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Viktorie Halasu, 10-10-2018 23:11
Viktorie HalasuHello forum,

I would like to ask how to call correctly a preparate that wasn't cut radially, from margin to centre, but on the secant - a thin section of the surface layer. It has its use e.g. in Scutellinia where you get bigger sample of the hairs and yet the section is thin enough to clearly see the hair roots (if you place it hairs down). Unlike "radius - radial", there doesn't seem to be an adjective from "secant", only adverb. I'm looking for something short to use in image descriptions, like "radial section" vs. "xxxx section". Would "secant section" make any sense to you, or is it a nonsense in english?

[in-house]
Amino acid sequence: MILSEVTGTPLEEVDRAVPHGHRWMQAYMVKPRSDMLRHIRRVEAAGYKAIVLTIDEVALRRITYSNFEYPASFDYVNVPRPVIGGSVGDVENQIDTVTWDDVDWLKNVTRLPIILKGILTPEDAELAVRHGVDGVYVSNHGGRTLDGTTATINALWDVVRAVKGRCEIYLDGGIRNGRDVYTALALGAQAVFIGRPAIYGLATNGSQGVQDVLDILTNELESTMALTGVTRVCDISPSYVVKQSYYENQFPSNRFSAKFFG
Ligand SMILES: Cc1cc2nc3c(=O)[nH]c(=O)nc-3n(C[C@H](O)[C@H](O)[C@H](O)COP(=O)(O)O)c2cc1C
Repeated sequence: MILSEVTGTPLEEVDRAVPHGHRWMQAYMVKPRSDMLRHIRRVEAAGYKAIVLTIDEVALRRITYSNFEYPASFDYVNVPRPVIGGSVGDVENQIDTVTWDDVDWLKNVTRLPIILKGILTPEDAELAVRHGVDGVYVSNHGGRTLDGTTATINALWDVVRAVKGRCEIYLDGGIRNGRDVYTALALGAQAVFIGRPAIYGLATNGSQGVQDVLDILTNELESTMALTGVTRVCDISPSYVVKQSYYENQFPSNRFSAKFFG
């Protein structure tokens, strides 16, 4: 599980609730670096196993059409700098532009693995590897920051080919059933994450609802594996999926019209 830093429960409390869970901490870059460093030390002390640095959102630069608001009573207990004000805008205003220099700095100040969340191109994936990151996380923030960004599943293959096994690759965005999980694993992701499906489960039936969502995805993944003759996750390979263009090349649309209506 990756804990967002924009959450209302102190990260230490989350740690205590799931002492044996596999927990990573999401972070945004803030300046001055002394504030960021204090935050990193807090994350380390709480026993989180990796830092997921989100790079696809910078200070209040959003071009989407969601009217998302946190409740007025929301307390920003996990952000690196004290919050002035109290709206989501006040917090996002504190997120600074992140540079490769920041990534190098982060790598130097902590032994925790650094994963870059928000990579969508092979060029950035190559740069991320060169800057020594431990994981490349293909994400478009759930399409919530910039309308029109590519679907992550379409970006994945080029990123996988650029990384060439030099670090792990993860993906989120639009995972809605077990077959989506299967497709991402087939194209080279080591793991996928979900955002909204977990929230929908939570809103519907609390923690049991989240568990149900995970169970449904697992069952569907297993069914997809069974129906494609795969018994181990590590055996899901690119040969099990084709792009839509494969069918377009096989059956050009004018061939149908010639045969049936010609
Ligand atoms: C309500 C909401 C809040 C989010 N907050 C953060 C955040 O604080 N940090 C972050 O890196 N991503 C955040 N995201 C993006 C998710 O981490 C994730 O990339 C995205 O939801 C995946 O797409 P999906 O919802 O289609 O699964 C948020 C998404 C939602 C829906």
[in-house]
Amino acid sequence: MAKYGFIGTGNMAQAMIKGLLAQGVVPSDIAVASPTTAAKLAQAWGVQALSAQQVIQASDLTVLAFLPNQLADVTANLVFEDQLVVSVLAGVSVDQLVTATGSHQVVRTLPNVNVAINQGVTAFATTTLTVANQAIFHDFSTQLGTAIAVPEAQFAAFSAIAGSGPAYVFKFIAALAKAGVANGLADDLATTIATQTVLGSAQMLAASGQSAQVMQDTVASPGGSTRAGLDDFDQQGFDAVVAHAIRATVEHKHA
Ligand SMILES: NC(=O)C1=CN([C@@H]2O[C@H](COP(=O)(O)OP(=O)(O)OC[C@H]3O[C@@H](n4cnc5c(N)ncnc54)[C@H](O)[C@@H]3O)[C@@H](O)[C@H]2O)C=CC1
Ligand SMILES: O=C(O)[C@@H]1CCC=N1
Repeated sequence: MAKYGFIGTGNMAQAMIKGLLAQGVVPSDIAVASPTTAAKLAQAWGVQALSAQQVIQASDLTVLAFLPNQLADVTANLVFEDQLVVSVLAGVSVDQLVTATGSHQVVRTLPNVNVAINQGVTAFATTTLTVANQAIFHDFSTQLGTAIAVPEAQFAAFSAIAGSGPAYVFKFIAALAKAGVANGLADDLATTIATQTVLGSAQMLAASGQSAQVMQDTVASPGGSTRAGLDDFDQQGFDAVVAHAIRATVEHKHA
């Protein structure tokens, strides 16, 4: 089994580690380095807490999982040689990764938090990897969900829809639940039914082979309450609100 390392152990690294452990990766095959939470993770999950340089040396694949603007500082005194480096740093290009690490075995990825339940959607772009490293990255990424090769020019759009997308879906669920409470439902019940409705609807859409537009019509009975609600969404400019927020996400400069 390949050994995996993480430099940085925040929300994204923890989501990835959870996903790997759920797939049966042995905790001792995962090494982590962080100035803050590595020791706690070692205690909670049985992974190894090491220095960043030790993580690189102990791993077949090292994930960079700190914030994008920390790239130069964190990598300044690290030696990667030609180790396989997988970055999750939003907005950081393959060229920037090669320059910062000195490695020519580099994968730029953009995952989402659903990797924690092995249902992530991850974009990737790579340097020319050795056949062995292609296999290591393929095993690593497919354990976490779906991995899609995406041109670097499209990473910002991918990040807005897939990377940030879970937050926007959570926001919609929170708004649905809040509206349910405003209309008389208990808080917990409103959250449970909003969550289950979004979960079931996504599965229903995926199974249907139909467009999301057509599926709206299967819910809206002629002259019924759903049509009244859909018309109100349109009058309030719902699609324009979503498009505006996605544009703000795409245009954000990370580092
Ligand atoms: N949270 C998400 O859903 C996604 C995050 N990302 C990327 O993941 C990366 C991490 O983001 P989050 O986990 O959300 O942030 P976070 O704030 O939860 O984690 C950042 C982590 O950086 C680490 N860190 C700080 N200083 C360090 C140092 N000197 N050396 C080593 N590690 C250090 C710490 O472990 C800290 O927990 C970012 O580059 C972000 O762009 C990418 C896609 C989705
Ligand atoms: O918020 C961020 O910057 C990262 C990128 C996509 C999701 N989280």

Thank you in advance for any help. 
Stip Helleman, 10-10-2018 23:33
Stip Helleman
Re : Terminology?
Hi Viktorie,

I would use the term "parallel (to / with) the surface" for such a section


Chris Yeates, 12-10-2018 03:01
Chris Yeates
Re : Terminology?
Stip's is a good suggestion. I think "tangential section" would also cover what you are intending.

Viktorie Halasu, 13-10-2018 13:02
Viktorie Halasu
Re : Terminology?
Thank you both.
"Tangential section" is what I've been actually using in my notes, but it's not correct (it's a secant, not tangent). But if nothing better appears, I'll probably use one of your suggestions.

Martin Bemmann, 13-10-2018 20:33
Martin Bemmann
Re : Terminology?
Hi Viktorie,

I would follow the terminology used also in wood sections. In your case it would be tangential, even if it is in fact a secant in geometry. It describes the direction only of the cut. See this examples:

(cross section = transverse section)

Best regards

Viktorie Halasu, 13-10-2018 21:15
Viktorie Halasu
Re : Terminology?
Hello Martin,
oh of course, I forgot about wood sectioning, that's a good terminological precedent.
Thank you.